From A Sea Captain's House To A Public Radio Station - The Story Of WCAI's Home Base
WCAI has operated from a former sea captain's house in Woods Hole since the station’s founding in 2000.
“This building was called the Captain Thomas Davis House, 3 Water Street. And this really started the business district of Woods Hole, when you really think about it. This goes back to 1845,” said Rob Blomberg, who’s lived in Woods Hole for 64 years and conducts walking tours of the town during the summer months.
Woods Hole was a backwater in the early part of the 19th century.
“Up to then, it was salt works, it was farming, it was fishing, some transportation,” said Blomberg. “But the first industry that came in was really shipbuilding – whaling ships – to the point that there were very few trees left in Woods Hole. It was de-forested at that point because they were using it to build the ships – you know, the whaling ships and the regular ships themselves.”
Water Street was, and still is, Woods Hole’s main drag. During those early years, the street was lined with provisioners, coopers, and other businesses that served the whaling industry. Thomas Davis was a sea captain, and he turned the lower floor of his house into a store that sold dry goods.
“On the west side of the building is where the store was. There might have been some clothes here, you might have had building supplies, nails, a little bit of everything. There would probably be dry goods, so you’d have food in here,” said Blomberg.
Captain Davis and his family lived on the upper floors – in the same spaces where today WCAI broadcasts the news and produces daily local programming.
In 1859, the Pacific Guano Works opened, becoming the first major industrial operation in town. When the Guano Works eventually closed, a new influx of summer residents began to arrive. Joseph Story Fay, a manufacturer from the North Shore, bought up much of the land in Woods Hole and was responsible for much of the new construction that followed.
“It was during this period here that the scientific organizations came in. We had the U. S. Fish Commission, which was a first during the Grant administration, followed in 1888 by the Marine Biological Laboratory, and followed in 1930 by the Woods Hole Oceanographic Institution,” said Blomberg.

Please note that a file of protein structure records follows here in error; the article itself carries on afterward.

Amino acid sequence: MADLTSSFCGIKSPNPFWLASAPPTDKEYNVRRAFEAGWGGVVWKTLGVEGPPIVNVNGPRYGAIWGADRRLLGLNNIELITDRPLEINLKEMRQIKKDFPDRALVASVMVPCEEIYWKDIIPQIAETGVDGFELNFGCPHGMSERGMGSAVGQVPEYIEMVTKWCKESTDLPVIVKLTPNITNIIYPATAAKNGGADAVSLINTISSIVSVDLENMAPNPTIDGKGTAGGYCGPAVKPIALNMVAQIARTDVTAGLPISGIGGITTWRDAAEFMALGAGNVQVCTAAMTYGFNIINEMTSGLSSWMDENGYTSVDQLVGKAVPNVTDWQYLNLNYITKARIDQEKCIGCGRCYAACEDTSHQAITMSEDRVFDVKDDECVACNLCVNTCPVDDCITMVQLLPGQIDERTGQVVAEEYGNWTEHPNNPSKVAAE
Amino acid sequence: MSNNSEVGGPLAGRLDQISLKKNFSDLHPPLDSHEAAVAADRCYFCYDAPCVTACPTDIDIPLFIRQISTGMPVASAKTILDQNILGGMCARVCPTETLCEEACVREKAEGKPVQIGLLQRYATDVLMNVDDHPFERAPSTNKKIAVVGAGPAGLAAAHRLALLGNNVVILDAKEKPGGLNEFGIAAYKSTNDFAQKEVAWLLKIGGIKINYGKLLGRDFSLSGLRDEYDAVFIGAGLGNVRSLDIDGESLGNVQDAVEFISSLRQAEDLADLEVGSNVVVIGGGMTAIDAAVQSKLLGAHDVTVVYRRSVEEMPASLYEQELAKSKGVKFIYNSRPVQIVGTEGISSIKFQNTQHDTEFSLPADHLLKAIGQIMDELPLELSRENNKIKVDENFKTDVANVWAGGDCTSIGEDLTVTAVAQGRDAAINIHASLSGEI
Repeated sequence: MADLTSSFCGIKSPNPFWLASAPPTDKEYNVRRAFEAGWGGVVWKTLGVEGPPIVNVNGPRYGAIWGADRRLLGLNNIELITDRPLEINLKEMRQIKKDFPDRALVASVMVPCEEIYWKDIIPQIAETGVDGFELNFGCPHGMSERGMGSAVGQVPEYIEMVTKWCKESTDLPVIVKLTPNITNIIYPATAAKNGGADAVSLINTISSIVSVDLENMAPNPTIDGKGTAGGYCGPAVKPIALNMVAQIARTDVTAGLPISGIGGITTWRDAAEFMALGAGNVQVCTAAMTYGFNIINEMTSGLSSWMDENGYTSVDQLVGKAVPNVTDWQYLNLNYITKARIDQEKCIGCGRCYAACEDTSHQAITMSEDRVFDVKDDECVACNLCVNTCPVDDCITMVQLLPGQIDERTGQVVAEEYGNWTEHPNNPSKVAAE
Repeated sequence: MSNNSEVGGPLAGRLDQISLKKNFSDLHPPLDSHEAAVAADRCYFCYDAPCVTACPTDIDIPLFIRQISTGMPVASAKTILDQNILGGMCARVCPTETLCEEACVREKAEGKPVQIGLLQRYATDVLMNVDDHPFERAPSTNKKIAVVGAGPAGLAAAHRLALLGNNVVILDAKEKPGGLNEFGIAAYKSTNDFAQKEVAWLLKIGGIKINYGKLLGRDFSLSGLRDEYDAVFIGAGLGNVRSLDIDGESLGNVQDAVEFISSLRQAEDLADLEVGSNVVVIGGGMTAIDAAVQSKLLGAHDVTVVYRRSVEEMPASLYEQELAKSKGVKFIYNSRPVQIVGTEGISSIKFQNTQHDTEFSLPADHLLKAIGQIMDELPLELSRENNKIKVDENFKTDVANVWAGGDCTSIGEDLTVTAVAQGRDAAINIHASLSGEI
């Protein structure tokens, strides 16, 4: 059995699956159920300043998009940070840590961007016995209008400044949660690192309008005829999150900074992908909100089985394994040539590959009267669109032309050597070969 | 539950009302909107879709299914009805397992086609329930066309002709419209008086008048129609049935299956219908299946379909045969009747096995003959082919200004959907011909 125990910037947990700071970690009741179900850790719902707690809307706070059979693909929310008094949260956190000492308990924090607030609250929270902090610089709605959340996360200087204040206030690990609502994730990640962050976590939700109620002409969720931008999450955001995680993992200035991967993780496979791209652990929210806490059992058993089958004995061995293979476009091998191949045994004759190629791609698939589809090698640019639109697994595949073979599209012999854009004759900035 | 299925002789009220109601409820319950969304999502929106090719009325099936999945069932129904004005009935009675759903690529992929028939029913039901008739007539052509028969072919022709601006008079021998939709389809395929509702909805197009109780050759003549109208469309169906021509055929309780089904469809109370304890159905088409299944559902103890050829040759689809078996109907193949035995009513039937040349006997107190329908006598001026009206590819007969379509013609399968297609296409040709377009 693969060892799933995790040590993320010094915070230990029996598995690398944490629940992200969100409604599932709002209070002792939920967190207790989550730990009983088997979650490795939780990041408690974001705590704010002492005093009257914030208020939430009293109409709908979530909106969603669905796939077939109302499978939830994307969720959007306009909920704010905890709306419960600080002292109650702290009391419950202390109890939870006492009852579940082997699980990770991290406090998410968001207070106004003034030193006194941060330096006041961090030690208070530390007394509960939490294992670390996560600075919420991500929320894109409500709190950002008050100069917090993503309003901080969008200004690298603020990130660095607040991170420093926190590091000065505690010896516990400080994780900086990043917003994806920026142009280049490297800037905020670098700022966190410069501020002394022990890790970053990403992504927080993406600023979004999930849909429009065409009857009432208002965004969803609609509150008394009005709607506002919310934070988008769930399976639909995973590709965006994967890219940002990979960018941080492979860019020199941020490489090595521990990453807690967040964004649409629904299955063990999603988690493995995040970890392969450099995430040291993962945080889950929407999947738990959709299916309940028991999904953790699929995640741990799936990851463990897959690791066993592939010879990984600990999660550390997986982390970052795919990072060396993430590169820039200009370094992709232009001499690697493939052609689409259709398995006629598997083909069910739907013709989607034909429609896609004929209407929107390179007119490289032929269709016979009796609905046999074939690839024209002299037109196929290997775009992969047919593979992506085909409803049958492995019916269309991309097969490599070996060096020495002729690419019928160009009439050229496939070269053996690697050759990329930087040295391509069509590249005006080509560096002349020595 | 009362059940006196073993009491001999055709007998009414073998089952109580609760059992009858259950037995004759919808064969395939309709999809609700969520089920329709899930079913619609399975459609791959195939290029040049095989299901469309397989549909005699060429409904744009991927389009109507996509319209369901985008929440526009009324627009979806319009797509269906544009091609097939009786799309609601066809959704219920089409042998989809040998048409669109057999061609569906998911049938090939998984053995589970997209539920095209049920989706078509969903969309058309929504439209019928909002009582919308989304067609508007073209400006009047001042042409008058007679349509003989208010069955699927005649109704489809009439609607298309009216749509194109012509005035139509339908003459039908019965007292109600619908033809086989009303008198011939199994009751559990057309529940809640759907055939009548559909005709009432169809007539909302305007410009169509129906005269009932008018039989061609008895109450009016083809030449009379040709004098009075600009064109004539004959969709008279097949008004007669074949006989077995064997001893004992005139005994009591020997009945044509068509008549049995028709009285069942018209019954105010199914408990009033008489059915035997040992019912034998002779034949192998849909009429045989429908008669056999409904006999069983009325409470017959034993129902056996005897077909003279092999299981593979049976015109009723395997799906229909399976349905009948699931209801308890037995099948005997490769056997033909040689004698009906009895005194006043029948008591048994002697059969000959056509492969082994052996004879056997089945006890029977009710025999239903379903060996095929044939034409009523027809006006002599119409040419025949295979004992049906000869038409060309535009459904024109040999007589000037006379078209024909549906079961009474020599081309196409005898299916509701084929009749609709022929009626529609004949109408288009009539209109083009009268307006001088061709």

3 Water Street continued to be owned by descendants of Thomas Davis until the mid-1940s. From the mid-1960s to the mid-1990s, the building housed a local printing operation called the Job Shop. Rob Blomberg remembers it well from his days working at the Landfall Restaurant.
“One of my jobs, 3 or 4 days a week, to come up if I was on a lunch shift, they’d put the lunch orders in and you’d come in and pick that up,” said Blomberg. “If the Landfall needed new menus printed, they did that. So the majority of the businesses in Woods Hole, Falmouth, and really I would say the Upper Cape, the Job Shop was one of the places. It was a very busy printing place. I think they were maybe the preeminent printing company in the Falmouth area.”
At the front of the building facing Water Street, Rob points to a spot right near the blue and white WCAI sign.
“Right here, right in front of the building, there was a metal bar – it came up about 2 and a half feet, and kids all over Woods Hole would hang in here, and they would do like little loop-dee-loops until they were too big and they couldn’t do it anymore. It’s like a jungle gym…a little jungle gym that was right here,” Blomberg recalled.
The building underwent extensive renovations in 2011 and 2012, which largely restored it to its 19th-century appearance.
“What’s nice is, as you look around the interior and exterior of this building, it’s a beautiful building as you come into Woods Hole,” said Blomberg. “Because, to me, this is the building that starts the business district of Woods Hole…and a great place for a radio station.”
Special thanks to Cheryl Lodovico